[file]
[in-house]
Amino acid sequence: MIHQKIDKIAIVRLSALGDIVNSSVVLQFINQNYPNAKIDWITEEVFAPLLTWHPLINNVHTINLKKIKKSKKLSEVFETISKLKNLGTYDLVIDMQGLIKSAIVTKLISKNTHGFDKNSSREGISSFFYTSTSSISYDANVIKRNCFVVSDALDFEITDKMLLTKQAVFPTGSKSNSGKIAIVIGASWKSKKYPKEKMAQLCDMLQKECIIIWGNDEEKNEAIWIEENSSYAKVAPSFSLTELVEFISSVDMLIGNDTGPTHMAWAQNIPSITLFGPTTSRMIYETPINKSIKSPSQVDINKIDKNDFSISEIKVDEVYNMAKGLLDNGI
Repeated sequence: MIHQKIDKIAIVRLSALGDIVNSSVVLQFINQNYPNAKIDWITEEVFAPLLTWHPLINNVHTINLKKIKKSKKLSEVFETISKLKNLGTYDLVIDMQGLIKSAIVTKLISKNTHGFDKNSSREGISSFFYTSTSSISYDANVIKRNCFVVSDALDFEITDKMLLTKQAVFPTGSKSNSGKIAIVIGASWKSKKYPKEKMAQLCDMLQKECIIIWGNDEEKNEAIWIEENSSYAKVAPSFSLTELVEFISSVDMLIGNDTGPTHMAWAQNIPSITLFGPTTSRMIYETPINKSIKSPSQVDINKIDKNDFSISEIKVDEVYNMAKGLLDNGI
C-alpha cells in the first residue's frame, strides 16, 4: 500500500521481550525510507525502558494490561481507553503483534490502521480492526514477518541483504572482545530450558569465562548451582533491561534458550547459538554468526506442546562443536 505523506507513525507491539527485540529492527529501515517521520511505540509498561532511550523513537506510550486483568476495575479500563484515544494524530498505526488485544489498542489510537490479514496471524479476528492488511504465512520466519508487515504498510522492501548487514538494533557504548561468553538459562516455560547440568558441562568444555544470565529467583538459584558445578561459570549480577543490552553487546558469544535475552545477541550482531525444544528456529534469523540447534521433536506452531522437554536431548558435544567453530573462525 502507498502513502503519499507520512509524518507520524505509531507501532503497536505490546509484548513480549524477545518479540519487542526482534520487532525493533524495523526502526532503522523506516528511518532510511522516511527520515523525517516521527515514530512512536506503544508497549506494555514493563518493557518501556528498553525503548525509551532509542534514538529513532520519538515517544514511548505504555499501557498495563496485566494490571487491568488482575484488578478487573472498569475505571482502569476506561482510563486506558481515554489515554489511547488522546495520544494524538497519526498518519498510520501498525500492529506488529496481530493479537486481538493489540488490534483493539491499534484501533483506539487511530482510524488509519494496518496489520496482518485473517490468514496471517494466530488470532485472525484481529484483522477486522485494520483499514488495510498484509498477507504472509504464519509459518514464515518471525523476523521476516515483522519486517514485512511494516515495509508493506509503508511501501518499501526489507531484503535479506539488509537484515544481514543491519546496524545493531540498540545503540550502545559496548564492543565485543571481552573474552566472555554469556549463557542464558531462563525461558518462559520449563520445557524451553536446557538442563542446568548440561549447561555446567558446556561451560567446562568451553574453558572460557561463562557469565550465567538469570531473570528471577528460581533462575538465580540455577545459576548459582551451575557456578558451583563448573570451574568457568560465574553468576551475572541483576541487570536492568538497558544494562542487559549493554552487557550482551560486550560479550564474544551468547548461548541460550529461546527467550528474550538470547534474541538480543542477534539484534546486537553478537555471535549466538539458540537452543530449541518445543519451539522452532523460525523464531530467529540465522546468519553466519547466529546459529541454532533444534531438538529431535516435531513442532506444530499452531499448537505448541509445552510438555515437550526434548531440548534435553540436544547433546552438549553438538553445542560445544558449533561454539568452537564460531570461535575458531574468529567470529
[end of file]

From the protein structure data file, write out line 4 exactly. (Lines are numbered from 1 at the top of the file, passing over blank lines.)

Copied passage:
C-alpha cells in the first residue's frame, strides 16, 4: 500500500521481550525510507525502558494490561481507553503483534490502521480492526514477518541483504572482545530450558569465562548451582533491561534458550547459538554468526506442546562443536 505523506507513525507491539527485540529492527529501515517521520511505540509498561532511550523513537506510550486483568476495575479500563484515544494524530498505526488485544489498542489510537490479514496471524479476528492488511504465512520466519508487515504498510522492501548487514538494533557504548561468553538459562516455560547440568558441562568444555544470565529467583538459584558445578561459570549480577543490552553487546558469544535475552545477541550482531525444544528456529534469523540447534521433536506452531522437554536431548558435544567453530573462525 502507498502513502503519499507520512509524518507520524505509531507501532503497536505490546509484548513480549524477545518479540519487542526482534520487532525493533524495523526502526532503522523506516528511518532510511522516511527520515523525517516521527515514530512512536506503544508497549506494555514493563518493557518501556528498553525503548525509551532509542534514538529513532520519538515517544514511548505504555499501557498495563496485566494490571487491568488482575484488578478487573472498569475505571482502569476506561482510563486506558481515554489515554489511547488522546495520544494524538497519526498518519498510520501498525500492529506488529496481530493479537486481538493489540488490534483493539491499534484501533483506539487511530482510524488509519494496518496489520496482518485473517490468514496471517494466530488470532485472525484481529484483522477486522485494520483499514488495510498484509498477507504472509504464519509459518514464515518471525523476523521476516515483522519486517514485512511494516515495509508493506509503508511501501518499501526489507531484503535479506539488509537484515544481514543491519546496524545493531540498540545503540550502545559496548564492543565485543571481552573474552566472555554469556549463557542464558531462563525461558518462559520449563520445557524451553536446557538442563542446568548440561549447561555446567558446556561451560567446562568451553574453558572460557561463562557469565550465567538469570531473570528471577528460581533462575538465580540455577545459576548459582551451575557456578558451583563448573570451574568457568560465574553468576551475572541483576541487570536492568538497558544494562542487559549493554552487557550482551560486550560479550564474544551468547548461548541460550529461546527467550528474550538470547534474541538480543542477534539484534546486537553478537555471535549466538539458540537452543530449541518445543519451539522452532523460525523464531530467529540465522546468519553466519547466529546459529541454532533444534531438538529431535516435531513442532506444530499452531499448537505448541509445552510438555515437550526434548531440548534435553540436544547433546552438549553438538553445542560445544558449533561454539568452537564460531570461535575458531574468529567470529